All Topics / Legal & Accounting / New House Coming – should I sell or keep the current one?

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  • Profile photo of PRM44PRM44
    Join Date: 2009
    Post Count: 2

    Hi Guys,

    The time has come for us to build the "Dream House". Just a normal Project home 'dream house' not on Sydney harbour or anything flash like that. Maybe next time!

    My problem is what is BEST to do with the current house; a 25yrs old, 3br Brick house in Good Shape, with a decent extension on it and a nice open plan living and 3yr Kitchen. It's value is probably now around $270-280K in today's market, in the Port Stephens Area, but not near the water.
    It has been our home for 18 years and best of all, we own it outright, and have for a while.

    With the new property costing around $480,000 in total, breaking down to about $240-250K for the House, obviously, there is the straight plan of selling the current house and using those proceeds for construction of the new one, thus mimimising the debt to just the money for the block; which we have had for about 2 years.

    But, then, are we really building strength for our future?

    I think about a couple of other options to just selling:
    1). Keep the current house, rent her out for $250-$280 per week, and supplement the loan repayments for 'the ranch', but from my reading and general knowledge I (think I) understand that this is not the greatest strategy.

    2). Sell the house now, minimise borrowings and later invest in any property (maybe a Defence Housing property) This idea is fundamentally to ensure the cutting of the 'emotional ties' to the house, so that a "Business like" attitude can be had with an Investment property.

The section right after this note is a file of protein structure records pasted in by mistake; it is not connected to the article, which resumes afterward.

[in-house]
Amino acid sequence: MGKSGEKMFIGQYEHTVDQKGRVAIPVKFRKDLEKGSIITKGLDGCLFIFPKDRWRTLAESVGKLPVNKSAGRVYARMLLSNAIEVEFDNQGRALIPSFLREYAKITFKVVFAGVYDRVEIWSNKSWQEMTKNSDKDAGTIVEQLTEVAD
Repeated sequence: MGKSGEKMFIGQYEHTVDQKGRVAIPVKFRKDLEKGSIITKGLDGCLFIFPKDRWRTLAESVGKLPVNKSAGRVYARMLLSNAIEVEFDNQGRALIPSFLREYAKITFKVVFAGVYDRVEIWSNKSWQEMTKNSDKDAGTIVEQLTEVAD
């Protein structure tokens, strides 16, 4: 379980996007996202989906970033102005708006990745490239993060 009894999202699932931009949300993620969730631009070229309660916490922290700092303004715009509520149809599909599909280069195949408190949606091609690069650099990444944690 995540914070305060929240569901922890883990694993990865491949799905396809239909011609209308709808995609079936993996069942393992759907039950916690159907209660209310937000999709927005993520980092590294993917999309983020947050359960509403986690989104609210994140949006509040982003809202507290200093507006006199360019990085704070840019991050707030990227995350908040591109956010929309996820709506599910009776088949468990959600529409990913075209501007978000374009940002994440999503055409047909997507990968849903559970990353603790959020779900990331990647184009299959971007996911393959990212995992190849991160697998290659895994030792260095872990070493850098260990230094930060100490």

It is easy to consider the ideas, and obviously (by reading other forums etc) it is necessary to do the sums, but the difficult thing is to know and understand the formula to go into these sums, to enable the right answers to come out.

    Thanks in advance for any comments.

    Profile photo of toni89toni89
    Join Date: 2004
    Post Count: 125


    Sell the house and reduce the loan on the PPOR. Investing later has more advantages tax wise. Collecting rent now from the house you own outright would be pure income (apart from a little expense along the way). DHA is a more expensive but less hassle free way to invest I believe. I dont have any but have looked at a couple.

    You are right to cut emotional ties and have more of a business attitude, that way you will get ahead.

    Keep reading and asking questions.

    Good luck

    Profile photo of kum yin laukum yin lau
    Join Date: 2006
    Post Count: 342

    Hi, why are you thinking of a PPOR loan instead of an investment loan?


    Profile photo of TerrywTerryw
    Join Date: 2001
    Post Count: 16,213

    if you keep your existing house you will pay tax on the rent (minus costs) but this will mean a higher loan on the new one (as you won't be releasing funds to pay it down). This will mean more interest which is not deductible.

    You could sell the existing one, but now is probably not a good time if prices are low? You could always keep it a bit longer and hope the market will pick up. If it is a good place and you want to keep it long term, then you could sell to another family member, a trust, or to your partner – .eg if owned 50/50 one could buy the other out. These will allow you to borrow to buy (invest) and so the interest on the new loan will be deductible and the funds released from the sale can be put into the new PPOR. BUt stamp duty will be payable. So you need to see if the potential tax savings will be worth paying the stamp duty.

    Terryw | Structuring Lawyers Pty Ltd / Loan Structuring Pty Ltd
    Email Me

    Lawyer, Mortgage Broker and Tax Advisor (Sydney based but advising Aust wide)

    Profile photo of PRM44PRM44
    Join Date: 2009
    Post Count: 2

    Thank you all for your comments, I'll take them on board.

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